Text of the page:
Commission Passes Instant Replay Use, Bowel Control TKO

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Changes may well be coming soon for the UFC and many other mixed martial arts promotions. Following a number of recent meetings, the Association of Boxing Commissions & Combative Sports brings about some interesting news. Firstly, and most importantly, the ABC passed a recommendation for use of instant replays in certain circumstances. Similar to Football and other sports, referees would be able to consult instant replays to determine if a foul or illegal tactic led to a ‘fight ending sequence.’

The vote for instant replay was 7-0 for, with one abstention. Bloody Elbow first reported these recommendations, and MMAFighting.com had comments from commissioner Sean Wheelock on the matter. Another interesting, and somewhat gross proposal is to score a TKO loss if a fighter loses the use of bowel movements. All details below:

Fouls & Bowels

“(Officials) may only use Instant Replay when he/she feels that a “Fight Ending Sequence” was possibly caused by an illegal action (foul) whether intentional or unintentional.”

“Once reviewing the replay the referee can either confirm or dispel whether a foul was committed that brought about the fight ending sequence and take the appropriate actions from there,” the rule states.

“We wanted to do it where it had very strict, narrow criteria,” Wheelock said. “I think for this to work, you have to have parameters.”

“It was more of a matter of us looking at ways to improve the sport and looking at other sports,” Wheelock said. … “If this technology is there, why not use it?”

Mandatory Credit: Mark J. Rebilas-USA TODAY Sports

UFC 207 Means vs. Oliveira

During UFC 207, the use of instant replay would’ve come in handy. There was some dispute as to whether Alex Oliveira was deemed a ‘grounded opponent’ during his fight against Tim Means. The grounded opponent definition itself has recently been reconstructed, as has the definition of a fighter who is ‘unable to continue’ due to loss of bowel control. Explaining the proposal further, the rule change would allow officials to rule a fighter TKO’d if they ‘vomit, urinate or lose bowel control’ during a fight:

If a fighter loses control of a bodily function in between rounds, the ringside physician would be called. If not cleared to continue, the fighter would lose by TKO.

The committee explicitly noted a certain substance that automatically ends a fight. “If fecal matter becomes apparent at any time, the bout shall be halted by the referee, and the offending combatant shall lose the contest by TKO.”

The impetus for the bodily function rule change came from a 2015 pro-am event at a roller-skating rink in Topeka, Kansas. One fighter was on the way to a dominant victory but vomited all over the mat in between the 2nd and 3rd rounds. Wheelock thought it was a biohazard and the fight should be stopped, but he didn’t know exactly what to do.

Full Explanation of Instant Replay Use

Instant Replay Use in Mixed Martial Arts Competition

The use of Instant Replay in MMA must be set under parameters that insure fairness in the match and a proper outcome at the conclusion of the fight. Instant Replay may not be possible in some smaller shows that are not being videotaped.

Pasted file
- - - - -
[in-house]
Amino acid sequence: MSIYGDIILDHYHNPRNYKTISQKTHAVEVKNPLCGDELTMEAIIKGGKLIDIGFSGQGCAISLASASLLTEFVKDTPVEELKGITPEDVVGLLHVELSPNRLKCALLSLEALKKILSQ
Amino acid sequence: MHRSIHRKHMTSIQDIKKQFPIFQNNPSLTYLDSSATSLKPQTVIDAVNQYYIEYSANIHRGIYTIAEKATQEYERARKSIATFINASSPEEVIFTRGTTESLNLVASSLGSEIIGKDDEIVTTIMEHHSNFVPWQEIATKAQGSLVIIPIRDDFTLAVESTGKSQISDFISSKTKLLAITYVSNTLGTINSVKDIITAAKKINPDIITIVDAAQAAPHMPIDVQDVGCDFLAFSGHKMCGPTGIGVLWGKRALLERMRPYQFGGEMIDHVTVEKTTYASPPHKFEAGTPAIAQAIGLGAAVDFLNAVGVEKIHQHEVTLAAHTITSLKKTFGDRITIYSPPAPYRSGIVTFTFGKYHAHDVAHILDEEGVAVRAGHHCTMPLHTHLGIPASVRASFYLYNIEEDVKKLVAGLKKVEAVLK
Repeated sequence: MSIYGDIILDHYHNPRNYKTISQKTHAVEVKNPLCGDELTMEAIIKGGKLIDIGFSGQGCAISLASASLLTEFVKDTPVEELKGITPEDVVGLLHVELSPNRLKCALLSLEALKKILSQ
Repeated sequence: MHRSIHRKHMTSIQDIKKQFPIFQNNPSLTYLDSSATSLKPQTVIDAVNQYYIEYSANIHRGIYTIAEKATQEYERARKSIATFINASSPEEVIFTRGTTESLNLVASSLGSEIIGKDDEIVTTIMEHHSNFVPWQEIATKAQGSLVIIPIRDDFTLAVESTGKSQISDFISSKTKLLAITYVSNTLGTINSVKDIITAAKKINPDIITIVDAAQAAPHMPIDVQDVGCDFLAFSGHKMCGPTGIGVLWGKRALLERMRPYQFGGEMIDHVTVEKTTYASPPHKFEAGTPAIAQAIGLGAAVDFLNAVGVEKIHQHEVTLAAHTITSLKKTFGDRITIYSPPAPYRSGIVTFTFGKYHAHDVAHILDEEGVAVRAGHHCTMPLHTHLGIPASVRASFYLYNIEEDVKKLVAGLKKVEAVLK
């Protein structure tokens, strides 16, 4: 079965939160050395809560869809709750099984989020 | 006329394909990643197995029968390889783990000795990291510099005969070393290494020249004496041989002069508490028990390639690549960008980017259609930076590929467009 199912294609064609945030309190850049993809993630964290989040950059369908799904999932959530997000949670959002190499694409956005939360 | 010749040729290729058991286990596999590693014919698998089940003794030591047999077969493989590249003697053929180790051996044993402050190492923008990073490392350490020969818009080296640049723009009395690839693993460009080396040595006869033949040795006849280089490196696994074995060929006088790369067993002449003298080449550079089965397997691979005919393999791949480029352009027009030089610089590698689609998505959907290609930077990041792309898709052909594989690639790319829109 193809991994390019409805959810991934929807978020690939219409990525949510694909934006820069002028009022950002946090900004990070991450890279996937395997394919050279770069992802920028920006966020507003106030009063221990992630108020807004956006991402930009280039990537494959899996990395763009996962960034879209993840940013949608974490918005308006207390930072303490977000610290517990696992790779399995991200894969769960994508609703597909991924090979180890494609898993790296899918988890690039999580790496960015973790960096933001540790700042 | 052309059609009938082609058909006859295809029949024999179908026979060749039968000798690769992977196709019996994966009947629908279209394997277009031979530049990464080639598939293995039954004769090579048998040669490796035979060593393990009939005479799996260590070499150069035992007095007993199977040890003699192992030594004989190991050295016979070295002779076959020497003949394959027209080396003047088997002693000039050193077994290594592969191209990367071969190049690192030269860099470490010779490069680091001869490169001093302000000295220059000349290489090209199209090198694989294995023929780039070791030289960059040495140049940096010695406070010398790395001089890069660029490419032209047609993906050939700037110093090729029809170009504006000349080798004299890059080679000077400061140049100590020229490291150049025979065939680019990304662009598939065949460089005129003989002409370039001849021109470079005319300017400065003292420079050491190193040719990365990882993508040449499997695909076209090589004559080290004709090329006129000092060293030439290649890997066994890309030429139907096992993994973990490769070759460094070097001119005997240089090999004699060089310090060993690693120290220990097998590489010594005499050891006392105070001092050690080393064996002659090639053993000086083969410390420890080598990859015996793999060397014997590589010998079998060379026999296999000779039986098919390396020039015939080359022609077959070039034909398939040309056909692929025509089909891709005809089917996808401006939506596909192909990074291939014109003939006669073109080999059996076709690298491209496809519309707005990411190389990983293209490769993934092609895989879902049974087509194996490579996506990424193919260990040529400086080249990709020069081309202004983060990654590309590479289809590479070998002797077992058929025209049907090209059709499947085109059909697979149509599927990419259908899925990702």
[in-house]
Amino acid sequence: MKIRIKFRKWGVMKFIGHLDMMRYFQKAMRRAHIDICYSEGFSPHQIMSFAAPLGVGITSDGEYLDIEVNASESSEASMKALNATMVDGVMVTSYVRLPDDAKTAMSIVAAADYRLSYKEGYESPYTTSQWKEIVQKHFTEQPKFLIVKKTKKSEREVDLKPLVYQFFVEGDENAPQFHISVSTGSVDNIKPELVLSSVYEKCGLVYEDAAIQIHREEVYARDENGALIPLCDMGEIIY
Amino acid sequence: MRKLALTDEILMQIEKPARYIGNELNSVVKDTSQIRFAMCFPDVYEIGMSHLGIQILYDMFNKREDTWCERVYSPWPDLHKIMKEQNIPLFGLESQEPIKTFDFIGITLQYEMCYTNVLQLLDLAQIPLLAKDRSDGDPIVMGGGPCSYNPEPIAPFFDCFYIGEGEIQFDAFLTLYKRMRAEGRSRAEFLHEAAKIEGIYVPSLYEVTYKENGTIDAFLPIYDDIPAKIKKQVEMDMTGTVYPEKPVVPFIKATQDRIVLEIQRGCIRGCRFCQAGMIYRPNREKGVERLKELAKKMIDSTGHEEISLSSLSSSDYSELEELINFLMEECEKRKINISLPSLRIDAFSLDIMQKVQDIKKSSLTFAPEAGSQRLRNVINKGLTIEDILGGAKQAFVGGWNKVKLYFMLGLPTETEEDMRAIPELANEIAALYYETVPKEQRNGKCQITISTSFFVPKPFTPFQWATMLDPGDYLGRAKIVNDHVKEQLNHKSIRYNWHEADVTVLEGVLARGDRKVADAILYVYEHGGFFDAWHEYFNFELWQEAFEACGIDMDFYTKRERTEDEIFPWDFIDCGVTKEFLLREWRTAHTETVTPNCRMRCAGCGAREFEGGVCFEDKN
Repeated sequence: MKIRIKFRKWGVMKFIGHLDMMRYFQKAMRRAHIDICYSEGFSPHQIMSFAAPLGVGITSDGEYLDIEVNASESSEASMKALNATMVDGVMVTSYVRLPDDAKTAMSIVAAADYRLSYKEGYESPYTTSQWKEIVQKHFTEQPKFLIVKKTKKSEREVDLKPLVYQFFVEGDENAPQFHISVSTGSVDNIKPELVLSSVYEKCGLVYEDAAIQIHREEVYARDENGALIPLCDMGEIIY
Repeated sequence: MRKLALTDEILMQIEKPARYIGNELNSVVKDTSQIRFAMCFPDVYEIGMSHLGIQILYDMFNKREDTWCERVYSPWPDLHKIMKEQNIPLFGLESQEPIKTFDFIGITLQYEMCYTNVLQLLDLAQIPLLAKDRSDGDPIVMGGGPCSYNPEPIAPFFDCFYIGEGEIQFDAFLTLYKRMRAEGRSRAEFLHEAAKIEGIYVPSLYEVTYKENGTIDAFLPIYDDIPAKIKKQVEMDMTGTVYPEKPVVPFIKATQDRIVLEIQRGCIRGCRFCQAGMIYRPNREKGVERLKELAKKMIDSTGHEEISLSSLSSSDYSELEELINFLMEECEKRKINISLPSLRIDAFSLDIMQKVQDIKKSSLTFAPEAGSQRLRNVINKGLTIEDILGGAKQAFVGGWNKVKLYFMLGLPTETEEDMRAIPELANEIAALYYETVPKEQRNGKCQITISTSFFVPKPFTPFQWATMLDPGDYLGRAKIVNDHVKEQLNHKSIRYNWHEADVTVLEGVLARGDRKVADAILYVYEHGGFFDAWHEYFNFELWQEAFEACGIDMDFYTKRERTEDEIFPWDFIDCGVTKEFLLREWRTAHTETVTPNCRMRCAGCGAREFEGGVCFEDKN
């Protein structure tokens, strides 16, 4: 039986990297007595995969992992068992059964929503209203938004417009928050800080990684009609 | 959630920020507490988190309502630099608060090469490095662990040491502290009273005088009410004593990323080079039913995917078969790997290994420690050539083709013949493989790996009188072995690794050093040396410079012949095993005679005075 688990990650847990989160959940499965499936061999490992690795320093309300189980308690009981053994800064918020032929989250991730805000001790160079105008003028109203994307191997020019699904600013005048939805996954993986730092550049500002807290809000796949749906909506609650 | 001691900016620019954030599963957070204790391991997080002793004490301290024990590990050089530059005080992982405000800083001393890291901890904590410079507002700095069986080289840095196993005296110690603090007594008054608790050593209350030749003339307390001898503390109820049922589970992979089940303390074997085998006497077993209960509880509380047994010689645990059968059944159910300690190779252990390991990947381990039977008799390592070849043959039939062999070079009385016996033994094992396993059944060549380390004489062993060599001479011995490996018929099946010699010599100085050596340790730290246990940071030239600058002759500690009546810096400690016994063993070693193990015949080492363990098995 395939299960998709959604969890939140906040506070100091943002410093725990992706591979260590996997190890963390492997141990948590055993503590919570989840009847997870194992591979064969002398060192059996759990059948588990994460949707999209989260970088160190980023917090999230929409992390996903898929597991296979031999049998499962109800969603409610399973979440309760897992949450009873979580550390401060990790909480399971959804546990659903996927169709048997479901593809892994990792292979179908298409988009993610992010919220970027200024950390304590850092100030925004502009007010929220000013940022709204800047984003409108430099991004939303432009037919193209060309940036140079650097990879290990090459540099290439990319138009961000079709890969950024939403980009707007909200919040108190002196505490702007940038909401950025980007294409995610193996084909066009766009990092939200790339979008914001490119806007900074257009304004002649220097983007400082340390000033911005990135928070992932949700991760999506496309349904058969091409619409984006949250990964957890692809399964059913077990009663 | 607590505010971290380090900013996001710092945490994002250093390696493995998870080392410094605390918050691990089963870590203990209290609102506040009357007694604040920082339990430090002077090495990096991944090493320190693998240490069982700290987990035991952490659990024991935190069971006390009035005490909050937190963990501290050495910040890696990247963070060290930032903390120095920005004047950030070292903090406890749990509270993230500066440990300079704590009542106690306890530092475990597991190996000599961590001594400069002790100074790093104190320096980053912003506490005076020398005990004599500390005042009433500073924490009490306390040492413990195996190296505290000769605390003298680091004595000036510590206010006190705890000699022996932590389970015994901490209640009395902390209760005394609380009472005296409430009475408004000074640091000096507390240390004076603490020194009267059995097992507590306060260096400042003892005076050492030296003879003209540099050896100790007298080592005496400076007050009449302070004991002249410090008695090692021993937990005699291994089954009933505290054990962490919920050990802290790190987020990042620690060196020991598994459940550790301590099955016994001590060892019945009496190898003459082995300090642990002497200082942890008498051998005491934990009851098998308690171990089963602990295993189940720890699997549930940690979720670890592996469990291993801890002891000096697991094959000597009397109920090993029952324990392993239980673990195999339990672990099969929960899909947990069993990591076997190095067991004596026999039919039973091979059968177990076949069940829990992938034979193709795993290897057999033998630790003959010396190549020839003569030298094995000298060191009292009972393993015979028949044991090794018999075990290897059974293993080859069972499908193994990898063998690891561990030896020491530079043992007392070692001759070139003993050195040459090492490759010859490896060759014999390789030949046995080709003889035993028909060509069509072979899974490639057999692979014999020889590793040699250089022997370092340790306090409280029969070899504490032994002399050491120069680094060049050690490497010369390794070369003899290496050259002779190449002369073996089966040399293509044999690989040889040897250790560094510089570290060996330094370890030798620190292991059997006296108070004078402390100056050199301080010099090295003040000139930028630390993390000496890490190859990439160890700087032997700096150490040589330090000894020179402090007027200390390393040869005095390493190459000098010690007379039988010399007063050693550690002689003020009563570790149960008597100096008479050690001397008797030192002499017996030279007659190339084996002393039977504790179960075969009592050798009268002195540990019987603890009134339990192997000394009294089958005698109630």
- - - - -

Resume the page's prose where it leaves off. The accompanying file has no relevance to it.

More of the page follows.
Due to the complexities involved in the sport of MMA, the referee may only use Instant Replay when he/she feels that a “Fight Ending Sequence” was possibly caused by an illegal action; whether intentional or unintentional. At such a time the referee and only the referee may call for a review of the last moments of the fight. Once reviewing the replay the referee can either confirm or dispel whether a foul was committed that brought about the fight ending sequence and take the appropriate actions from there.

It should be noted that Instant Replay is not to be used to review the actions of the referee. Examples of this include:

1. Was the fight was stopped at the right moment?

2. Was there a tap?

3. Did a fighter commit a foul that did not bring about an end to the fight?

If a referee utilizes instant replay, the information obtained from the replay cannot be used to restart the fight as the fight is officially over and may not be resumed.

The sole purpose of Instant Replay in MMA is to allow the referee to make a correct call on the outcome of the fight in calling:

1. A winner of the match

2. Having the fight go to the judge’s scorecards for a Technical Decision

3. Is the fight going to be a “No Contest”?

4. Disqualification

Pros & Cons

Obviously change brings positives and negatives. Regarding the instant replay rule, mostly this is a positive change. Thankfully we should see less controversial endings to fights, but there are negative impacts, albeit not to fighters and fans. The promotion will potentially have to factor in added time on an already tight schedule for replay analysis.

Addressing the ‘bowel control TKO,’ this can certainly improve health and safety of fighters and officials. Although it’s not the most common occurrence, it certainly does happen. Also on the docket was an approved across-the-board standard for hand wraps. Unfortunately the oft-debated 12-to-6 elbows will not be addressed in 2017.